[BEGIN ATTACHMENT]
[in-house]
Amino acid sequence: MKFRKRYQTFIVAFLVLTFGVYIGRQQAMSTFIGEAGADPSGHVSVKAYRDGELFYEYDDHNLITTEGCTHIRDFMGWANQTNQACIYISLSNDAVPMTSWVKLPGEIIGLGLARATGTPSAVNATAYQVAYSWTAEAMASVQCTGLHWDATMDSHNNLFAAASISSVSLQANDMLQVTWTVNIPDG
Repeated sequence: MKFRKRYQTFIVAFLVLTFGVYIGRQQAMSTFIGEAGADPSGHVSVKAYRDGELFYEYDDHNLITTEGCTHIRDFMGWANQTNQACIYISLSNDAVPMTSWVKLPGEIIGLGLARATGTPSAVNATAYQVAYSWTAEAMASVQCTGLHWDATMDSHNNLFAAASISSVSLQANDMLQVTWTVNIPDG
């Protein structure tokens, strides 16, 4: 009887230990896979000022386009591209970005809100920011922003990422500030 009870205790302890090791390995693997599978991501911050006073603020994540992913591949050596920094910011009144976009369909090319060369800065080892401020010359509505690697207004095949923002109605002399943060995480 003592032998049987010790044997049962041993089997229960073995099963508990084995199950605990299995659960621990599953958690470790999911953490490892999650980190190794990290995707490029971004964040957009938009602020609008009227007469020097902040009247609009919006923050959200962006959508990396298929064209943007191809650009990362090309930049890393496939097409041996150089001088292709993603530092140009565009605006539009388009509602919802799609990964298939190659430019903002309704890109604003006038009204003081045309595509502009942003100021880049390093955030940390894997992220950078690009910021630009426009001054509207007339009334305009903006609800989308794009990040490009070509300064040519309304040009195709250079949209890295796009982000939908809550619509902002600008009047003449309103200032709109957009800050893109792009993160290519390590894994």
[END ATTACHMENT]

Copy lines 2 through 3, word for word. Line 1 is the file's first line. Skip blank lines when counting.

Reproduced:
Amino acid sequence: MKFRKRYQTFIVAFLVLTFGVYIGRQQAMSTFIGEAGADPSGHVSVKAYRDGELFYEYDDHNLITTEGCTHIRDFMGWANQTNQACIYISLSNDAVPMTSWVKLPGEIIGLGLARATGTPSAVNATAYQVAYSWTAEAMASVQCTGLHWDATMDSHNNLFAAASISSVSLQANDMLQVTWTVNIPDG
Repeated sequence: MKFRKRYQTFIVAFLVLTFGVYIGRQQAMSTFIGEAGADPSGHVSVKAYRDGELFYEYDDHNLITTEGCTHIRDFMGWANQTNQACIYISLSNDAVPMTSWVKLPGEIIGLGLARATGTPSAVNATAYQVAYSWTAEAMASVQCTGLHWDATMDSHNNLFAAASISSVSLQANDMLQVTWTVNIPDG